Luther’s position became very popular and was embraced by powerful German Royals who provided safe haven from the Mystics in Rome and allowed Luther’s following to grow. And thus the Protestant Reformation began in earnest.

Leave Salvation alone

The focus of the Reformation was the vital doctrine of Salvation and directly contradicted the doctrines of the mystics on the matter via the 5 “Solae” (alone’s)

Scripture alone is God’s word – as opposed to mystic’s “sacred tradition”. Justification by faith alone – instead of rituals meant to pay the guilt debt. Salvation by grace alone – not merited by good works or by financing the lifestyle of the local mystics.
Salvation through Christ alone – not through the Virgin Mary (Semaramis) or any of the other assorted “saints”.
And the glory for it all goes to God alone – not to any man (no matter how many sweet robes, hats, and staffs he owns).

But if the Protestant Reformation did so much good, why was the letter to Sardis so negative?

The Reformation did great work on salvation doctrine but didn’t go far enough to separate themselves from the Mystics. In fact, Jesus explicitly says that their works were “not complete”!

To this day, you will still find many of the Mystic’s trappings in Protestant Churches. The buildings are often filled with the same symbols, and glyphs. There is usually a single, quasi-worshipped “Minister” often adorned in elaborate robes and collars who is the primary (or sole) source of doctrine for the entire congregation.

And if you watch any of the charlatans that occupy most religious television broadcasts, (and why would you do that?), you’ll witness a plethora of mystics and con men selling favors from God if you “sow” a monetary “seed” into their coffers.

The Doctrine of Death

Yet even with all this, there is a much more damaging doctrine that gained primacy during the reformation that is probably most responsible for Jesus’ condemnation of that church – Calvinism.

John Calvin is on par with Luther as being the most influential figure of Protestantism.

Calvin believed in the all-powerful God of the Bible and the doctrine of salvation by faith, however he had a very low opinion of man. He believed that man was so inherently evil that there is no way he could EVER choose God (and salvation) on his own.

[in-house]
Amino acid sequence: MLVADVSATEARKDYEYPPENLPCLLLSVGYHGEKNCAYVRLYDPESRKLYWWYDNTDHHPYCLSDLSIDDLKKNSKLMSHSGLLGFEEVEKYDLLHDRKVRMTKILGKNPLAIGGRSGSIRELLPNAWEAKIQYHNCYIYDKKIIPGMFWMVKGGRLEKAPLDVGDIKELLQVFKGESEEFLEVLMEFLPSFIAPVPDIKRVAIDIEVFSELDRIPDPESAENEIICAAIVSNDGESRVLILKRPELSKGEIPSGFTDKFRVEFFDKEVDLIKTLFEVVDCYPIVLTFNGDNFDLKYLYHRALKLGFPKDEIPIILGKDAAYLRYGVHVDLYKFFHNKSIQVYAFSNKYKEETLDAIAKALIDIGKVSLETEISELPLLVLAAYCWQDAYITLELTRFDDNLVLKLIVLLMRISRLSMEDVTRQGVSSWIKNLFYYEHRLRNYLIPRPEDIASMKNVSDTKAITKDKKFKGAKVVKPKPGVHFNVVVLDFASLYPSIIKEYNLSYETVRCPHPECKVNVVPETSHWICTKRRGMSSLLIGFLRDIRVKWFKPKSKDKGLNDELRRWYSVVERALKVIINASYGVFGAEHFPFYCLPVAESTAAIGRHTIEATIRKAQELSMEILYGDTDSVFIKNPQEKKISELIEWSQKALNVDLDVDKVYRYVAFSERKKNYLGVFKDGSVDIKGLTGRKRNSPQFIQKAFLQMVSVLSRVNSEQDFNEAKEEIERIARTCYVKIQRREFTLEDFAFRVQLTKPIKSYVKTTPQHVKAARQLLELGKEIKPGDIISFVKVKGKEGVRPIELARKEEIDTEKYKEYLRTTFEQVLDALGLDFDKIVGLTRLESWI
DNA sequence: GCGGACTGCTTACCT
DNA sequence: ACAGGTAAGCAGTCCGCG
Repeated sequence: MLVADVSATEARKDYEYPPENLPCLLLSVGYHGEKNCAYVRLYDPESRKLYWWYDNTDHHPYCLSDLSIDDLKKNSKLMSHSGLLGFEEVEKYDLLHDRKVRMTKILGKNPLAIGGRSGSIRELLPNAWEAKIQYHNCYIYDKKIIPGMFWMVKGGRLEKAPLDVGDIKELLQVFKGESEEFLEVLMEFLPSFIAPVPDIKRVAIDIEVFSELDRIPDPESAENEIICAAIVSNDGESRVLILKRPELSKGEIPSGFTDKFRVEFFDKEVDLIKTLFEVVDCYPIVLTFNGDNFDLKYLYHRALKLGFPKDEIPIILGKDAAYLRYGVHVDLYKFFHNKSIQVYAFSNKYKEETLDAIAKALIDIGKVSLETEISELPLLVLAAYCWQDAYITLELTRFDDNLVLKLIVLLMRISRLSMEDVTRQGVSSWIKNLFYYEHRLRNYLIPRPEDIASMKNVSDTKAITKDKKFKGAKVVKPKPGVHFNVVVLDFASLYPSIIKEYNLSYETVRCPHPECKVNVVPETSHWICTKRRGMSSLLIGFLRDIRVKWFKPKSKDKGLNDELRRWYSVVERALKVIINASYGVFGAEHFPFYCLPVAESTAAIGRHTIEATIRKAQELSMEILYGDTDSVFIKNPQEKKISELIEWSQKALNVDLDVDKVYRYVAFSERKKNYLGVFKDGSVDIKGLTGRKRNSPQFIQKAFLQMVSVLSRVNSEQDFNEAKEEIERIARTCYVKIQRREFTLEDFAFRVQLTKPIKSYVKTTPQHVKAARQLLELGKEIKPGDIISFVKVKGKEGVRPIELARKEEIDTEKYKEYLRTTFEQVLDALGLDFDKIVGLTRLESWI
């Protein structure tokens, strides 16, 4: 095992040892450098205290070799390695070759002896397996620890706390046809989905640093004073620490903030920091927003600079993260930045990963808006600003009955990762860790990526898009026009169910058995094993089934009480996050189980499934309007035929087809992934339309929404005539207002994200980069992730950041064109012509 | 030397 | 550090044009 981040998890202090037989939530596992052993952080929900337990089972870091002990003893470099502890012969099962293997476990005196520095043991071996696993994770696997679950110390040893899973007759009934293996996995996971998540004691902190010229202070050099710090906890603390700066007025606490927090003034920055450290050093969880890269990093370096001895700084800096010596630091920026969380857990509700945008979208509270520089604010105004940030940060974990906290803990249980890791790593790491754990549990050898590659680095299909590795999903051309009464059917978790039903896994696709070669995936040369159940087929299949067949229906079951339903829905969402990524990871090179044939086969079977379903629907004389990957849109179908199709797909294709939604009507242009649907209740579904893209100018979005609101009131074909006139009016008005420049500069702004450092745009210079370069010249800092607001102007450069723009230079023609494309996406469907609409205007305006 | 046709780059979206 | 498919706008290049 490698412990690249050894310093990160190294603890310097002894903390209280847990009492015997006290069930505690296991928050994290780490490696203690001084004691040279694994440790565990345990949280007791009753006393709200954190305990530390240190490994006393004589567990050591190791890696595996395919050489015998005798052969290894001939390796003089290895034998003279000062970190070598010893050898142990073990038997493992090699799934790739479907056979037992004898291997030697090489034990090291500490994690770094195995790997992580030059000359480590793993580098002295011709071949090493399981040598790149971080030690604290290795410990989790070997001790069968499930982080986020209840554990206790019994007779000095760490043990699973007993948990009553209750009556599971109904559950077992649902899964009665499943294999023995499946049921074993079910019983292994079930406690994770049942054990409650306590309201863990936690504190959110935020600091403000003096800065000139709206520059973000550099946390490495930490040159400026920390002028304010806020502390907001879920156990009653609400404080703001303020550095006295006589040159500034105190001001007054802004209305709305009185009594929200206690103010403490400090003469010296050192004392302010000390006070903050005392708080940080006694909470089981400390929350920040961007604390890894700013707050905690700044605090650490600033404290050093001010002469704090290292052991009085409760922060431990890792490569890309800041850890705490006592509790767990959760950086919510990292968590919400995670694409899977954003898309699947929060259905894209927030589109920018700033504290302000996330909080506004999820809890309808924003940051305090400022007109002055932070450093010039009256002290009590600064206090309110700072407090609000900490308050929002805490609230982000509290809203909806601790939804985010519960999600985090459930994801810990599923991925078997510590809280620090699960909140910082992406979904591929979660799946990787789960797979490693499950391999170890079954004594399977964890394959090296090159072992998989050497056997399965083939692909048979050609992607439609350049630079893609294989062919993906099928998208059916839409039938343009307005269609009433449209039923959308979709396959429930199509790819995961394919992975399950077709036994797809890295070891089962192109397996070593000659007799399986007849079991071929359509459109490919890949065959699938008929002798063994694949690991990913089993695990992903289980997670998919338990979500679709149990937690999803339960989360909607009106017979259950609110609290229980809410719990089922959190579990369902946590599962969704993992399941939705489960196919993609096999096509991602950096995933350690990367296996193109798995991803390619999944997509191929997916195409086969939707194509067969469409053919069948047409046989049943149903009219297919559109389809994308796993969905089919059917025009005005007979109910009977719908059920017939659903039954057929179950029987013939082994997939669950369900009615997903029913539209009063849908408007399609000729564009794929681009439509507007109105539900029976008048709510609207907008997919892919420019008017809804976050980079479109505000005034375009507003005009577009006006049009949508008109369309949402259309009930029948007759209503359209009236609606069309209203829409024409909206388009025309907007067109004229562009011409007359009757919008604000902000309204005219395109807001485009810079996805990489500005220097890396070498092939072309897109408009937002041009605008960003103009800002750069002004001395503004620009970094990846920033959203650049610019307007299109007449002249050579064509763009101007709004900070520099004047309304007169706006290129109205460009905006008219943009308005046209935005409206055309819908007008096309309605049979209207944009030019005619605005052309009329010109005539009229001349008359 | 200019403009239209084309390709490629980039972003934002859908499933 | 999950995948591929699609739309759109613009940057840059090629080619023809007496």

To try to resolve this contradiction, Calvin sought to create a comprehensive doctrine that allowed for the 5 Solae, God’s sovereignty, AND man’s depravity.

Unfortunately what he came up with was a religious dogma that conflicts with (and in some places outright contradicts) God’s word, plan, and nature. Even more unfortunate is that Calvinism is the foundational doctrine of most Protestant churches.

What are the “5 Points” of Calvinism, and why are they dangerous?

Calvinism contains five key doctrines or “points”.

Point 1. Total Depravity: Man is born a sinner, and cannot become righteous and just on his own – so far so good. Unfortunately, it’s all downhill from here…

Point 2. Unconditional Election: God sovereignly chooses who will be saved without any input from the person – This has ALL KINDS of problems. First of all, it denies free will. It means man has no choice in God’s plan, which also means that man can’t ever really love God!

It completely negates the process of the Meaning of Life and makes being the Bride of Christ tantamount to a shotgun wedding (if not rape!!).

It also means that God intentionally and arbitrarily sends the people He doesn’t “elect” to hell without any clemency!

Unconditional Election is unrighteous, unjust, and contradicts God’s nature in just about every way imaginable!

Point 3. Limited Atonement: Jesus did not die for the sins of the whole world, He ONLY died for the sins of the unconditionally elected – This doctrine has many of the same problems as Point 2, and it also means that Jesus lied in John 3:16.

Point 4. Irresistible Grace: The people who are “elected” to be saved will be irresistibly drawn to accept salvation – This is an extremely weak attempt to make the god of Calvinism seem less like a tyrant. It makes grace a benevolent tractor beam that forces the elect to “choose” God through a siren song. Furthermore it relies on an incorrect definition of grace and the denial of free will.